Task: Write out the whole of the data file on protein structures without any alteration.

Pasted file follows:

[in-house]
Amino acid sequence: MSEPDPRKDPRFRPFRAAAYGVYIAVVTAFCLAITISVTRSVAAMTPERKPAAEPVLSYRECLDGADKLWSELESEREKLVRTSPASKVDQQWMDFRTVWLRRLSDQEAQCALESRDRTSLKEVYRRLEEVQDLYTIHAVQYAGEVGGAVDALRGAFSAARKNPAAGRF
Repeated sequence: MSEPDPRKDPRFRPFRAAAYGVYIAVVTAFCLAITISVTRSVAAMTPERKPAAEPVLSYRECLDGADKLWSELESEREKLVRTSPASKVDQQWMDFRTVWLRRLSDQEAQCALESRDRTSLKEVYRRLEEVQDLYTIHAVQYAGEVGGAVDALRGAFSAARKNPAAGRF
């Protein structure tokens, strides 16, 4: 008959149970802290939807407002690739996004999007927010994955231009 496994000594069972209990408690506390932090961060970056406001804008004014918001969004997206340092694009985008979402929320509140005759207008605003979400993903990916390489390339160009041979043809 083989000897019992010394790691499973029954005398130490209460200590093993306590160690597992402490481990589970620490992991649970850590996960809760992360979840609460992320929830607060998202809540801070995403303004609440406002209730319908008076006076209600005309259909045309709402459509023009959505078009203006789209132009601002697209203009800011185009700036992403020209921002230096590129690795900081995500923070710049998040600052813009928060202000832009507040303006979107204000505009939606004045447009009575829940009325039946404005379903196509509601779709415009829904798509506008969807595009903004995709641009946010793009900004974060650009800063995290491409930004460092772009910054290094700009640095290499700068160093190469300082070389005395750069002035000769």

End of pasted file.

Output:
[in-house]
Amino acid sequence: MSEPDPRKDPRFRPFRAAAYGVYIAVVTAFCLAITISVTRSVAAMTPERKPAAEPVLSYRECLDGADKLWSELESEREKLVRTSPASKVDQQWMDFRTVWLRRLSDQEAQCALESRDRTSLKEVYRRLEEVQDLYTIHAVQYAGEVGGAVDALRGAFSAARKNPAAGRF
Repeated sequence: MSEPDPRKDPRFRPFRAAAYGVYIAVVTAFCLAITISVTRSVAAMTPERKPAAEPVLSYRECLDGADKLWSELESEREKLVRTSPASKVDQQWMDFRTVWLRRLSDQEAQCALESRDRTSLKEVYRRLEEVQDLYTIHAVQYAGEVGGAVDALRGAFSAARKNPAAGRF
């Protein structure tokens, strides 16, 4: 008959149970802290939807407002690739996004999007927010994955231009 496994000594069972209990408690506390932090961060970056406001804008004014918001969004997206340092694009985008979402929320509140005759207008605003979400993903990916390489390339160009041979043809 083989000897019992010394790691499973029954005398130490209460200590093993306590160690597992402490481990589970620490992991649970850590996960809760992360979840609460992320929830607060998202809540801070995403303004609440406002209730319908008076006076209600005309259909045309709402459509023009959505078009203006789209132009601002697209203009800011185009700036992403020209921002230096590129690795900081995500923070710049998040600052813009928060202000832009507040303006979107204000505009939606004045447009009575829940009325039946404005379903196509509601779709415009829904798509506008969807595009903004995709641009946010793009900004974060650009800063995290491409930004460092772009910054290094700009640095290499700068160093190469300082070389005395750069002035000769």